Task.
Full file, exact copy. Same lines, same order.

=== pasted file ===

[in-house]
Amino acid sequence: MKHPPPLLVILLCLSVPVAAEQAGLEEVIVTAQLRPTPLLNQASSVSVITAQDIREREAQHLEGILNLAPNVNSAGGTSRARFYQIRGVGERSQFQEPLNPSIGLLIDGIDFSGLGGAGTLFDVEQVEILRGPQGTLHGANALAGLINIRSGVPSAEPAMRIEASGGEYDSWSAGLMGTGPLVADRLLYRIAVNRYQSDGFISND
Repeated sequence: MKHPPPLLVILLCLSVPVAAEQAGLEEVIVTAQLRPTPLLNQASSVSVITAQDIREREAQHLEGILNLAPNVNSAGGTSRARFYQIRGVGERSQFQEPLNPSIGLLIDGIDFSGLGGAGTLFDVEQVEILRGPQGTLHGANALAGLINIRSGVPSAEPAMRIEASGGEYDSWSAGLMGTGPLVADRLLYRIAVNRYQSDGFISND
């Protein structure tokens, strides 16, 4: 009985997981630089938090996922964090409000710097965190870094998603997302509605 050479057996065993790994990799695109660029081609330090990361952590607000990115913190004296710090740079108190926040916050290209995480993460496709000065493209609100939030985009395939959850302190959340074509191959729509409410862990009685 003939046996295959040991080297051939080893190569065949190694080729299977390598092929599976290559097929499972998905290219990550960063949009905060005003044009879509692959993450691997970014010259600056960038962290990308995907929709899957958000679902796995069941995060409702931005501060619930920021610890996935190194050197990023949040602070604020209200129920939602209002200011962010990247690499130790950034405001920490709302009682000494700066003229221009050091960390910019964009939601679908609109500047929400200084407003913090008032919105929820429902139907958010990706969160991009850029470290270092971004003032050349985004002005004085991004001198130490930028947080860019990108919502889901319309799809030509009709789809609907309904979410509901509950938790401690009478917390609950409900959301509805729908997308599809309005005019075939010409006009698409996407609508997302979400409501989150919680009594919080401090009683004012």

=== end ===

[in-house]
Amino acid sequence: MKHPPPLLVILLCLSVPVAAEQAGLEEVIVTAQLRPTPLLNQASSVSVITAQDIREREAQHLEGILNLAPNVNSAGGTSRARFYQIRGVGERSQFQEPLNPSIGLLIDGIDFSGLGGAGTLFDVEQVEILRGPQGTLHGANALAGLINIRSGVPSAEPAMRIEASGGEYDSWSAGLMGTGPLVADRLLYRIAVNRYQSDGFISND
Repeated sequence: MKHPPPLLVILLCLSVPVAAEQAGLEEVIVTAQLRPTPLLNQASSVSVITAQDIREREAQHLEGILNLAPNVNSAGGTSRARFYQIRGVGERSQFQEPLNPSIGLLIDGIDFSGLGGAGTLFDVEQVEILRGPQGTLHGANALAGLINIRSGVPSAEPAMRIEASGGEYDSWSAGLMGTGPLVADRLLYRIAVNRYQSDGFISND
């Protein structure tokens, strides 16, 4: 009985997981630089938090996922964090409000710097965190870094998603997302509605 050479057996065993790994990799695109660029081609330090990361952590607000990115913190004296710090740079108190926040916050290209995480993460496709000065493209609100939030985009395939959850302190959340074509191959729509409410862990009685 003939046996295959040991080297051939080893190569065949190694080729299977390598092929599976290559097929499972998905290219990550960063949009905060005003044009879509692959993450691997970014010259600056960038962290990308995907929709899957958000679902796995069941995060409702931005501060619930920021610890996935190194050197990023949040602070604020209200129920939602209002200011962010990247690499130790950034405001920490709302009682000494700066003229221009050091960390910019964009939601679908609109500047929400200084407003913090008032919105929820429902139907958010990706969160991009850029470290270092971004003032050349985004002005004085991004001198130490930028947080860019990108919502889901319309799809030509009709789809609907309904979410509901509950938790401690009478917390609950409900959301509805729908997308599809309005005019075939010409006009698409996407609508997302979400409501989150919680009594919080401090009683004012």